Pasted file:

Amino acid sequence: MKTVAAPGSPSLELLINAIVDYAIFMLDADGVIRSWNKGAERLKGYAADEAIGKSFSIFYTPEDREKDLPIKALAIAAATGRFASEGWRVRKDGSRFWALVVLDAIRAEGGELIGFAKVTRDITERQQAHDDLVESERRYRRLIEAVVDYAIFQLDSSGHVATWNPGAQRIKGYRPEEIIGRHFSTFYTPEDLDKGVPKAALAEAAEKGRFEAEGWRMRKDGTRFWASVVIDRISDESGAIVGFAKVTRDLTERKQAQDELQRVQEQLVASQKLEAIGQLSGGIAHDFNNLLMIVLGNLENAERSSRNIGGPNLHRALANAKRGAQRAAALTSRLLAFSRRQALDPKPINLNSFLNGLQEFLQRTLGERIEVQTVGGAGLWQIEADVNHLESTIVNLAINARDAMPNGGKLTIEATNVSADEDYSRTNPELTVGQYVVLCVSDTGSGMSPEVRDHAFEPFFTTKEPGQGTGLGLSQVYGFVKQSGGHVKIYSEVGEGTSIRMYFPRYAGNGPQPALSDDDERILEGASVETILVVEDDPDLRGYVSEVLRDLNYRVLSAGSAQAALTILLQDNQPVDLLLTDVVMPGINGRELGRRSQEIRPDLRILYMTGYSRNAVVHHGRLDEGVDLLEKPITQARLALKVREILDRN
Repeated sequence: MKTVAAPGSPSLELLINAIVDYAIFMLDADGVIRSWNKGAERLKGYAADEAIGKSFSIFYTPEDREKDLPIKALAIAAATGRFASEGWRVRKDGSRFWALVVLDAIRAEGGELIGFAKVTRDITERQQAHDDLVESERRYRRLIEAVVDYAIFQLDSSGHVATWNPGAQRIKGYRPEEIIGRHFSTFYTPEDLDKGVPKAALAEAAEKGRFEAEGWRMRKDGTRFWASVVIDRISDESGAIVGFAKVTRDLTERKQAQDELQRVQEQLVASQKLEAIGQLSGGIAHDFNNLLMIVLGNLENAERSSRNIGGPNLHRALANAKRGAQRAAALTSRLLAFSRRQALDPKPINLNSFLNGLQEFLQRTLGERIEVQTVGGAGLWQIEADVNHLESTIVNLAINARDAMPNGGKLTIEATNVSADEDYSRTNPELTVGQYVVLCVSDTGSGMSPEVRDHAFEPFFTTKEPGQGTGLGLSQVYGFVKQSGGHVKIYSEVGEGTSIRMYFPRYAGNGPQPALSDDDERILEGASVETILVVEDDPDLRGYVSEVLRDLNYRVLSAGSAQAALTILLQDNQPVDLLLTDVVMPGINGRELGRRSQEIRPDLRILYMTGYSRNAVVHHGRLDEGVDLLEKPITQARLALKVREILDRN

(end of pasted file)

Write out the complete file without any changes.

Amino acid sequence: MKTVAAPGSPSLELLINAIVDYAIFMLDADGVIRSWNKGAERLKGYAADEAIGKSFSIFYTPEDREKDLPIKALAIAAATGRFASEGWRVRKDGSRFWALVVLDAIRAEGGELIGFAKVTRDITERQQAHDDLVESERRYRRLIEAVVDYAIFQLDSSGHVATWNPGAQRIKGYRPEEIIGRHFSTFYTPEDLDKGVPKAALAEAAEKGRFEAEGWRMRKDGTRFWASVVIDRISDESGAIVGFAKVTRDLTERKQAQDELQRVQEQLVASQKLEAIGQLSGGIAHDFNNLLMIVLGNLENAERSSRNIGGPNLHRALANAKRGAQRAAALTSRLLAFSRRQALDPKPINLNSFLNGLQEFLQRTLGERIEVQTVGGAGLWQIEADVNHLESTIVNLAINARDAMPNGGKLTIEATNVSADEDYSRTNPELTVGQYVVLCVSDTGSGMSPEVRDHAFEPFFTTKEPGQGTGLGLSQVYGFVKQSGGHVKIYSEVGEGTSIRMYFPRYAGNGPQPALSDDDERILEGASVETILVVEDDPDLRGYVSEVLRDLNYRVLSAGSAQAALTILLQDNQPVDLLLTDVVMPGINGRELGRRSQEIRPDLRILYMTGYSRNAVVHHGRLDEGVDLLEKPITQARLALKVREILDRN
Repeated sequence: MKTVAAPGSPSLELLINAIVDYAIFMLDADGVIRSWNKGAERLKGYAADEAIGKSFSIFYTPEDREKDLPIKALAIAAATGRFASEGWRVRKDGSRFWALVVLDAIRAEGGELIGFAKVTRDITERQQAHDDLVESERRYRRLIEAVVDYAIFQLDSSGHVATWNPGAQRIKGYRPEEIIGRHFSTFYTPEDLDKGVPKAALAEAAEKGRFEAEGWRMRKDGTRFWASVVIDRISDESGAIVGFAKVTRDLTERKQAQDELQRVQEQLVASQKLEAIGQLSGGIAHDFNNLLMIVLGNLENAERSSRNIGGPNLHRALANAKRGAQRAAALTSRLLAFSRRQALDPKPINLNSFLNGLQEFLQRTLGERIEVQTVGGAGLWQIEADVNHLESTIVNLAINARDAMPNGGKLTIEATNVSADEDYSRTNPELTVGQYVVLCVSDTGSGMSPEVRDHAFEPFFTTKEPGQGTGLGLSQVYGFVKQSGGHVKIYSEVGEGTSIRMYFPRYAGNGPQPALSDDDERILEGASVETILVVEDDPDLRGYVSEVLRDLNYRVLSAGSAQAALTILLQDNQPVDLLLTDVVMPGINGRELGRRSQEIRPDLRILYMTGYSRNAVVHHGRLDEGVDLLEKPITQARLALKVREILDRN